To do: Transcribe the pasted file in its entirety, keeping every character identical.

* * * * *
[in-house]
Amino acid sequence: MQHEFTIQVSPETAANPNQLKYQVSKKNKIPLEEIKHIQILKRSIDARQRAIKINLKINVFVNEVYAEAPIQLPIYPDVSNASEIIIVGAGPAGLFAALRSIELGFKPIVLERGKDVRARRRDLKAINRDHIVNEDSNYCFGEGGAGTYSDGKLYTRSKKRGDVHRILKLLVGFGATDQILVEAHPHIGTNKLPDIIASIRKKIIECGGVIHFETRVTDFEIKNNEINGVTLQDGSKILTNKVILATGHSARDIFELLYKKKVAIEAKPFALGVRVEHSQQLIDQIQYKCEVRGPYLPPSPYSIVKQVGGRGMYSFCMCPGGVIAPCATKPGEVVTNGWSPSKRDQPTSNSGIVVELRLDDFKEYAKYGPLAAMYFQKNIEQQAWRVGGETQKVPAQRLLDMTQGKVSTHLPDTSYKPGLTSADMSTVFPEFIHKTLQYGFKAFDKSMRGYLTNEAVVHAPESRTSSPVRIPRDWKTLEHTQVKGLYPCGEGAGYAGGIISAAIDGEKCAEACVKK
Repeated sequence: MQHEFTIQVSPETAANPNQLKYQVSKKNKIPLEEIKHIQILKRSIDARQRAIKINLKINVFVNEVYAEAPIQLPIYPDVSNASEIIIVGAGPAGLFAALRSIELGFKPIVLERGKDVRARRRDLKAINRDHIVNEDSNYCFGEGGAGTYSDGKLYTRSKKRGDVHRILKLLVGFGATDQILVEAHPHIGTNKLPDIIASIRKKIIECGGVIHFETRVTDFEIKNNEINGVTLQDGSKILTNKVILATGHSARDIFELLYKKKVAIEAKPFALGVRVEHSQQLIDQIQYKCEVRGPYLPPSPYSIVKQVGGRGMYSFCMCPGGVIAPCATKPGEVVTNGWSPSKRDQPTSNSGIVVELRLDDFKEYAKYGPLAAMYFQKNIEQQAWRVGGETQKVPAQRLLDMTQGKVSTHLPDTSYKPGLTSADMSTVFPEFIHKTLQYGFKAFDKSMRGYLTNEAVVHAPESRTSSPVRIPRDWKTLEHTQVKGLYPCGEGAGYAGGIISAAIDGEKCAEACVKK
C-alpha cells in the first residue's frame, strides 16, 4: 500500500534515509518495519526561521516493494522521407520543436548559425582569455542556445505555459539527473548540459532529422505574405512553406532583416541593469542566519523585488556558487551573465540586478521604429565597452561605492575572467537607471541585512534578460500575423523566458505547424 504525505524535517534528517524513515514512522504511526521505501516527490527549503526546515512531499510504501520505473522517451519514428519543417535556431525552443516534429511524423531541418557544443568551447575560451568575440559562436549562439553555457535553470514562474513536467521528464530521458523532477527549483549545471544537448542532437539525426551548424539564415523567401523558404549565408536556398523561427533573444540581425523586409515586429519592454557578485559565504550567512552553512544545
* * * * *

[in-house]
Amino acid sequence: MQHEFTIQVSPETAANPNQLKYQVSKKNKIPLEEIKHIQILKRSIDARQRAIKINLKINVFVNEVYAEAPIQLPIYPDVSNASEIIIVGAGPAGLFAALRSIELGFKPIVLERGKDVRARRRDLKAINRDHIVNEDSNYCFGEGGAGTYSDGKLYTRSKKRGDVHRILKLLVGFGATDQILVEAHPHIGTNKLPDIIASIRKKIIECGGVIHFETRVTDFEIKNNEINGVTLQDGSKILTNKVILATGHSARDIFELLYKKKVAIEAKPFALGVRVEHSQQLIDQIQYKCEVRGPYLPPSPYSIVKQVGGRGMYSFCMCPGGVIAPCATKPGEVVTNGWSPSKRDQPTSNSGIVVELRLDDFKEYAKYGPLAAMYFQKNIEQQAWRVGGETQKVPAQRLLDMTQGKVSTHLPDTSYKPGLTSADMSTVFPEFIHKTLQYGFKAFDKSMRGYLTNEAVVHAPESRTSSPVRIPRDWKTLEHTQVKGLYPCGEGAGYAGGIISAAIDGEKCAEACVKK
Repeated sequence: MQHEFTIQVSPETAANPNQLKYQVSKKNKIPLEEIKHIQILKRSIDARQRAIKINLKINVFVNEVYAEAPIQLPIYPDVSNASEIIIVGAGPAGLFAALRSIELGFKPIVLERGKDVRARRRDLKAINRDHIVNEDSNYCFGEGGAGTYSDGKLYTRSKKRGDVHRILKLLVGFGATDQILVEAHPHIGTNKLPDIIASIRKKIIECGGVIHFETRVTDFEIKNNEINGVTLQDGSKILTNKVILATGHSARDIFELLYKKKVAIEAKPFALGVRVEHSQQLIDQIQYKCEVRGPYLPPSPYSIVKQVGGRGMYSFCMCPGGVIAPCATKPGEVVTNGWSPSKRDQPTSNSGIVVELRLDDFKEYAKYGPLAAMYFQKNIEQQAWRVGGETQKVPAQRLLDMTQGKVSTHLPDTSYKPGLTSADMSTVFPEFIHKTLQYGFKAFDKSMRGYLTNEAVVHAPESRTSSPVRIPRDWKTLEHTQVKGLYPCGEGAGYAGGIISAAIDGEKCAEACVKK
C-alpha cells in the first residue's frame, strides 16, 4: 500500500534515509518495519526561521516493494522521407520543436548559425582569455542556445505555459539527473548540459532529422505574405512553406532583416541593469542566519523585488556558487551573465540586478521604429565597452561605492575572467537607471541585512534578460500575423523566458505547424 504525505524535517534528517524513515514512522504511526521505501516527490527549503526546515512531499510504501520505473522517451519514428519543417535556431525552443516534429511524423531541418557544443568551447575560451568575440559562436549562439553555457535553470514562474513536467521528464530521458523532477527549483549545471544537448542532437539525426551548424539564415523567401523558404549565408536556398523561427533573444540581425523586409515586429519592454557578485559565504550567512552553512544545